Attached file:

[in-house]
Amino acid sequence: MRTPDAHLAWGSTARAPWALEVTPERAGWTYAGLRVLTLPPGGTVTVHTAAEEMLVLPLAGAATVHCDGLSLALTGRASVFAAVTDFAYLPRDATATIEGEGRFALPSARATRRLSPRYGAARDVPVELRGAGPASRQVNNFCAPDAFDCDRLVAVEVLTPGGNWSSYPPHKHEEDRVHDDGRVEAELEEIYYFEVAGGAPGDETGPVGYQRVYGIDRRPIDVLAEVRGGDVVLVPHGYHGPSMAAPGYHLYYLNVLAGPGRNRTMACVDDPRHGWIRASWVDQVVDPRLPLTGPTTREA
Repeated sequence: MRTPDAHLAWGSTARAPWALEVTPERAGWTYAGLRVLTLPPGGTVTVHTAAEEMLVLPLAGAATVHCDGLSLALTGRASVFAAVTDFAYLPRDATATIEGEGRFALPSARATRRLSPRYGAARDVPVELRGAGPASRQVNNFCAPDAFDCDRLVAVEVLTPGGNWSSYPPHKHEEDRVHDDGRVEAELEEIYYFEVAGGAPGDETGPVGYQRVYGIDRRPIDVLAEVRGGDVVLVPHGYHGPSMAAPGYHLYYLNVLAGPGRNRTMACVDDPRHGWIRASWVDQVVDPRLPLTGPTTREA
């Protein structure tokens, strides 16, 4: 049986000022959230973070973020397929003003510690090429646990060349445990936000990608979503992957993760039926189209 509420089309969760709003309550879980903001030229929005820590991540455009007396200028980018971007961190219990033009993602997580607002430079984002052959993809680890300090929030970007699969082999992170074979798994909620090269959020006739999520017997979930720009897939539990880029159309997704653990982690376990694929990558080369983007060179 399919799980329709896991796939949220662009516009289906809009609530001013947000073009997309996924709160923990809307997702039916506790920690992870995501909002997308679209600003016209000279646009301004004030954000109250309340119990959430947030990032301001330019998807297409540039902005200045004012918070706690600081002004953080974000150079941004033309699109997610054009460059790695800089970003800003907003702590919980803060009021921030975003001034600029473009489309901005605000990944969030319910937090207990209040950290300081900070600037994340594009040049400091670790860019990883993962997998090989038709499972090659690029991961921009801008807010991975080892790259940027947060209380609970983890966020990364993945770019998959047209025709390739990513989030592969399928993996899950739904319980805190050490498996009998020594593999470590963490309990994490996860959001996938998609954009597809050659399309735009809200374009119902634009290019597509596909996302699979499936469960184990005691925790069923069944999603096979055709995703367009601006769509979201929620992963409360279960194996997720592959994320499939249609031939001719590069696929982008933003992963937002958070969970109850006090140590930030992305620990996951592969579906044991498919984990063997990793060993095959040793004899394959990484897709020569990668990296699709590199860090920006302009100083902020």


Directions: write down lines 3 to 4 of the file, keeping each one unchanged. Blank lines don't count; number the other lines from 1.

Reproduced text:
Repeated sequence: MRTPDAHLAWGSTARAPWALEVTPERAGWTYAGLRVLTLPPGGTVTVHTAAEEMLVLPLAGAATVHCDGLSLALTGRASVFAAVTDFAYLPRDATATIEGEGRFALPSARATRRLSPRYGAARDVPVELRGAGPASRQVNNFCAPDAFDCDRLVAVEVLTPGGNWSSYPPHKHEEDRVHDDGRVEAELEEIYYFEVAGGAPGDETGPVGYQRVYGIDRRPIDVLAEVRGGDVVLVPHGYHGPSMAAPGYHLYYLNVLAGPGRNRTMACVDDPRHGWIRASWVDQVVDPRLPLTGPTTREA
């Protein structure tokens, strides 16, 4: 049986000022959230973070973020397929003003510690090429646990060349445990936000990608979503992957993760039926189209 509420089309969760709003309550879980903001030229929005820590991540455009007396200028980018971007961190219990033009993602997580607002430079984002052959993809680890300090929030970007699969082999992170074979798994909620090269959020006739999520017997979930720009897939539990880029159309997704653990982690376990694929990558080369983007060179 399919799980329709896991796939949220662009516009289906809009609530001013947000073009997309996924709160923990809307997702039916506790920690992870995501909002997308679209600003016209000279646009301004004030954000109250309340119990959430947030990032301001330019998807297409540039902005200045004012918070706690600081002004953080974000150079941004033309699109997610054009460059790695800089970003800003907003702590919980803060009021921030975003001034600029473009489309901005605000990944969030319910937090207990209040950290300081900070600037994340594009040049400091670790860019990883993962997998090989038709499972090659690029991961921009801008807010991975080892790259940027947060209380609970983890966020990364993945770019998959047209025709390739990513989030592969399928993996899950739904319980805190050490498996009998020594593999470590963490309990994490996860959001996938998609954009597809050659399309735009809200374009119902634009290019597509596909996302699979499936469960184990005691925790069923069944999603096979055709995703367009601006769509979201929620992963409360279960194996997720592959994320499939249609031939001719590069696929982008933003992963937002958070969970109850006090140590930030992305620990996951592969579906044991498919984990063997990793060993095959040793004899394959990484897709020569990668990296699709590199860090920006302009100083902020």